Speaker Edelstein unveils statue commemorating the Gush Katif communities; says ”Knesset`s duty is to remind people of its difficult decision to evacuate”

During a ceremony held at the Knesset`s Kedma entrance on Monday, Knesset Speaker Yuli-Yoel Edelstein unveiled a small bronze statue commemorating the uprooting of the communities in Gush Katif and northern Samaria during the disengagement from Gaza in 2005.

The statue, by Israeli artist Aharon Shevo, shows a palm tree sprouting out of a Star of David, symbolizing the pain of being uprooted and the ability to grow anew out of that pain. The names of the 21 Gush Katif communities and the four northern Samaria communities that were uprooted are engraved on the sides of the monument. The statue is a small replica of a monument, also designed by Shevo, which was erected at the Katif Center in Nitzan.

Speaker Edelstein unveils statue commemorating Gush Katif communities; says ”Knesset has a duty to remind people of its difficult decision to evacuate”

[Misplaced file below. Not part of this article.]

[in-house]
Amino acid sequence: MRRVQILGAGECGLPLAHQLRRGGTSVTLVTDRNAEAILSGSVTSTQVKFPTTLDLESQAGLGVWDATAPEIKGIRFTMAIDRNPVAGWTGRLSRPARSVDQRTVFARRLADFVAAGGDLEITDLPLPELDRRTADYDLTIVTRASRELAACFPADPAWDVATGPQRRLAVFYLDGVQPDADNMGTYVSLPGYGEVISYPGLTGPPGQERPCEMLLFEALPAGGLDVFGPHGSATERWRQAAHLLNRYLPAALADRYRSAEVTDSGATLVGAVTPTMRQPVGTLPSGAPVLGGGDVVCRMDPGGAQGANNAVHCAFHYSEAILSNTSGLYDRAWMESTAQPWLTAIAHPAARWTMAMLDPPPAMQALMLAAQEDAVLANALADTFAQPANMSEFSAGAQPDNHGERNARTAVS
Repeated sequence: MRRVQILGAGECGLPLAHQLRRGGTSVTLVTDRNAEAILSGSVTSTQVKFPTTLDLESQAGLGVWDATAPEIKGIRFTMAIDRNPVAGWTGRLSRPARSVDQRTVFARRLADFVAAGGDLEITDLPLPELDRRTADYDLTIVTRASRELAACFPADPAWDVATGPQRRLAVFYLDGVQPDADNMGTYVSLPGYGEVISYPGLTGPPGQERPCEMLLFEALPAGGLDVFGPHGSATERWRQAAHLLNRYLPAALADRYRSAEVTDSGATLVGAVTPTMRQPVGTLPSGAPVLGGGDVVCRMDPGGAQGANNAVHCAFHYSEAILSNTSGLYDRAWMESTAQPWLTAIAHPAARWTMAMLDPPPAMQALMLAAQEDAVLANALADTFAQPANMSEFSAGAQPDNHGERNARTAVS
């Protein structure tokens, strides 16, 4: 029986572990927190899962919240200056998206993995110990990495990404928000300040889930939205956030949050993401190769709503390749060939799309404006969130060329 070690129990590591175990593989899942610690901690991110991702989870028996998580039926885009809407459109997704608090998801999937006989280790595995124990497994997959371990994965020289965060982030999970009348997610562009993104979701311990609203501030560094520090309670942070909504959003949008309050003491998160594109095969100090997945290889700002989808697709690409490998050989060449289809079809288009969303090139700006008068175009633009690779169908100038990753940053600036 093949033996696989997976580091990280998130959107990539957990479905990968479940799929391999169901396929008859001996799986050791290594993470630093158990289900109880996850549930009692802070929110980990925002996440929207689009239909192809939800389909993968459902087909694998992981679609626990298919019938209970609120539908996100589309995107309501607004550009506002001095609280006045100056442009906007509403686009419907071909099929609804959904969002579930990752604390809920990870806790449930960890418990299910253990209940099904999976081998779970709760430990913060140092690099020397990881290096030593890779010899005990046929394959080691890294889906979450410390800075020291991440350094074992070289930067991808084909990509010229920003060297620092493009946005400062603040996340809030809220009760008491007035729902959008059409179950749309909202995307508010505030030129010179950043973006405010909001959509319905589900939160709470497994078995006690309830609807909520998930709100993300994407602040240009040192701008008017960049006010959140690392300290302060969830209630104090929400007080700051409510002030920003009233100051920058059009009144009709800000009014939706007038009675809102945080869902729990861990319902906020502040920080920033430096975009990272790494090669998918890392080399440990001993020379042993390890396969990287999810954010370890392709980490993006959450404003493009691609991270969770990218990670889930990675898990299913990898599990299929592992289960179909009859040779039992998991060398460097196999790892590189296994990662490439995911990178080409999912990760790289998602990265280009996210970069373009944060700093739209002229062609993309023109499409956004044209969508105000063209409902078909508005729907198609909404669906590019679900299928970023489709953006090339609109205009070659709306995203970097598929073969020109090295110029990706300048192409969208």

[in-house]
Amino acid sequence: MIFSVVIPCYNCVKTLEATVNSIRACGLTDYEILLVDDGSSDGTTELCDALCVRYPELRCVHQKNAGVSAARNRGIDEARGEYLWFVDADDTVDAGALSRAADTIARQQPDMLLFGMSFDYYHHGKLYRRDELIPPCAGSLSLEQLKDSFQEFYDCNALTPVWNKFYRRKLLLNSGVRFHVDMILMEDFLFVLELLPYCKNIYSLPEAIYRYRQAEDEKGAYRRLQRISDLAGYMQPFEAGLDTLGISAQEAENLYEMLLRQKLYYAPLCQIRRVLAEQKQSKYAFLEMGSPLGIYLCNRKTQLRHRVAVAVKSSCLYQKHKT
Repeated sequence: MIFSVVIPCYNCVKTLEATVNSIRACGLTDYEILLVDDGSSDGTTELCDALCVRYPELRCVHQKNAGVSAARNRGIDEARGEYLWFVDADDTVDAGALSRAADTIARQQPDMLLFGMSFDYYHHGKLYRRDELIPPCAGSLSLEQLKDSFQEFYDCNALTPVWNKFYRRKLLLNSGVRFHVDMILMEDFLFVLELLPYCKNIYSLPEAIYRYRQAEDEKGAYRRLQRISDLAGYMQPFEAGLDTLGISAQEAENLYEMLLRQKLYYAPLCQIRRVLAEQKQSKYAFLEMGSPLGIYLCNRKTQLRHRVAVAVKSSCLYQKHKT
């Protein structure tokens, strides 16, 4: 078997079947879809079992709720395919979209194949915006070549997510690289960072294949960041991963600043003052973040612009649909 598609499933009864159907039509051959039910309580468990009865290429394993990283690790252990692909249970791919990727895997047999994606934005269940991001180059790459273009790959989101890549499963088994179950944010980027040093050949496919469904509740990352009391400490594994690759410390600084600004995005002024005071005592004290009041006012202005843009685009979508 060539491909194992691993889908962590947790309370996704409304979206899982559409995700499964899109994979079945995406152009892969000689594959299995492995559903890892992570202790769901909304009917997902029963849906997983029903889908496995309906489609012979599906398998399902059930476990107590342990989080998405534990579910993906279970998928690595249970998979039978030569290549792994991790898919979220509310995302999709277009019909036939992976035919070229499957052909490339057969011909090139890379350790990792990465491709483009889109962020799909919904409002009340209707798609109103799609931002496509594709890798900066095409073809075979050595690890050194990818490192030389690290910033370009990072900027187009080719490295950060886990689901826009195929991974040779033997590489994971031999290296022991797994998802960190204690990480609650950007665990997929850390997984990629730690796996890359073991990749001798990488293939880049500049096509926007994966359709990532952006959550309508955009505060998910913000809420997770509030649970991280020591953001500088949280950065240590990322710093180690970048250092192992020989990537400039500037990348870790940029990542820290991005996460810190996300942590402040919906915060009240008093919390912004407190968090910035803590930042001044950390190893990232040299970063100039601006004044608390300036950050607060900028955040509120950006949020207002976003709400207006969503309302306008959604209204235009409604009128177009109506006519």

”It is only fitting that the Knesset, which decided [to evacuate the Gush Katif communities], will remember, and remind those who visit it of the communities of Gush Katif and northern Samaria – the [building of settlements], the agriculture and the settlers themselves. I hope this work of art will generate interest among the visitors of the Knesset,” Edelstein said during the ceremony, adding that there was no ”political purpose” behind his decision to have the replica placed at one of the Knesset`s entrances.

”As long as I am Speaker of the Knesset, it will remain in the parliament building,” he stated. ”I hope future speakers will understand that the place where difficult decisions were reached is also the place that must remember and remind people of these decisions.”

Shevo also spoke during the ceremony.

The Knesset`s legal advisor, Eyal Yinon, rejected claims by Peace Now Director Yariv Oppenheimer, and ruled that there is no basis for preventing the placement of the statue at the Knesset.

Yinon stated in his answer that the statue can be moved or removed, and is not a ”permanent memorial.”